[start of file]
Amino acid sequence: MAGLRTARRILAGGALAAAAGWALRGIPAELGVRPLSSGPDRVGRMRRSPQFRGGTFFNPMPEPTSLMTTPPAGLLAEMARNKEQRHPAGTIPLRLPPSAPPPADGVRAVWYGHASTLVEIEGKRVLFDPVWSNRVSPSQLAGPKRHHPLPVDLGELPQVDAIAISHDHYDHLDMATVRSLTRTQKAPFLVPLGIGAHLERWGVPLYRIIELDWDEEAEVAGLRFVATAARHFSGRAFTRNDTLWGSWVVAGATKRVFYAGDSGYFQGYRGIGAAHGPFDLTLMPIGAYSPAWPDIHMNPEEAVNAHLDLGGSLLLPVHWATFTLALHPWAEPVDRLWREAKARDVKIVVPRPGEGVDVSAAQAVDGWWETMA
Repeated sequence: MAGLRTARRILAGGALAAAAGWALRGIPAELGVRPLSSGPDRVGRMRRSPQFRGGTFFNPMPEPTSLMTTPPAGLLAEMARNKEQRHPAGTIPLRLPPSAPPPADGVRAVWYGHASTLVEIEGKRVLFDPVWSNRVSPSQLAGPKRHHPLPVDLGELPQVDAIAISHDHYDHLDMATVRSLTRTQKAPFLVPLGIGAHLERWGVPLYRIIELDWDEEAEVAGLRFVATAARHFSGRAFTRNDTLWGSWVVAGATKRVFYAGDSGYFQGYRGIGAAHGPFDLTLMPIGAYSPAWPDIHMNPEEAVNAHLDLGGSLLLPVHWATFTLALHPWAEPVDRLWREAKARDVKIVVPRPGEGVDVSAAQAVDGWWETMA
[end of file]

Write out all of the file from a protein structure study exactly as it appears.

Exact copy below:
Amino acid sequence: MAGLRTARRILAGGALAAAAGWALRGIPAELGVRPLSSGPDRVGRMRRSPQFRGGTFFNPMPEPTSLMTTPPAGLLAEMARNKEQRHPAGTIPLRLPPSAPPPADGVRAVWYGHASTLVEIEGKRVLFDPVWSNRVSPSQLAGPKRHHPLPVDLGELPQVDAIAISHDHYDHLDMATVRSLTRTQKAPFLVPLGIGAHLERWGVPLYRIIELDWDEEAEVAGLRFVATAARHFSGRAFTRNDTLWGSWVVAGATKRVFYAGDSGYFQGYRGIGAAHGPFDLTLMPIGAYSPAWPDIHMNPEEAVNAHLDLGGSLLLPVHWATFTLALHPWAEPVDRLWREAKARDVKIVVPRPGEGVDVSAAQAVDGWWETMA
Repeated sequence: MAGLRTARRILAGGALAAAAGWALRGIPAELGVRPLSSGPDRVGRMRRSPQFRGGTFFNPMPEPTSLMTTPPAGLLAEMARNKEQRHPAGTIPLRLPPSAPPPADGVRAVWYGHASTLVEIEGKRVLFDPVWSNRVSPSQLAGPKRHHPLPVDLGELPQVDAIAISHDHYDHLDMATVRSLTRTQKAPFLVPLGIGAHLERWGVPLYRIIELDWDEEAEVAGLRFVATAARHFSGRAFTRNDTLWGSWVVAGATKRVFYAGDSGYFQGYRGIGAAHGPFDLTLMPIGAYSPAWPDIHMNPEEAVNAHLDLGGSLLLPVHWATFTLALHPWAEPVDRLWREAKARDVKIVVPRPGEGVDVSAAQAVDGWWETMA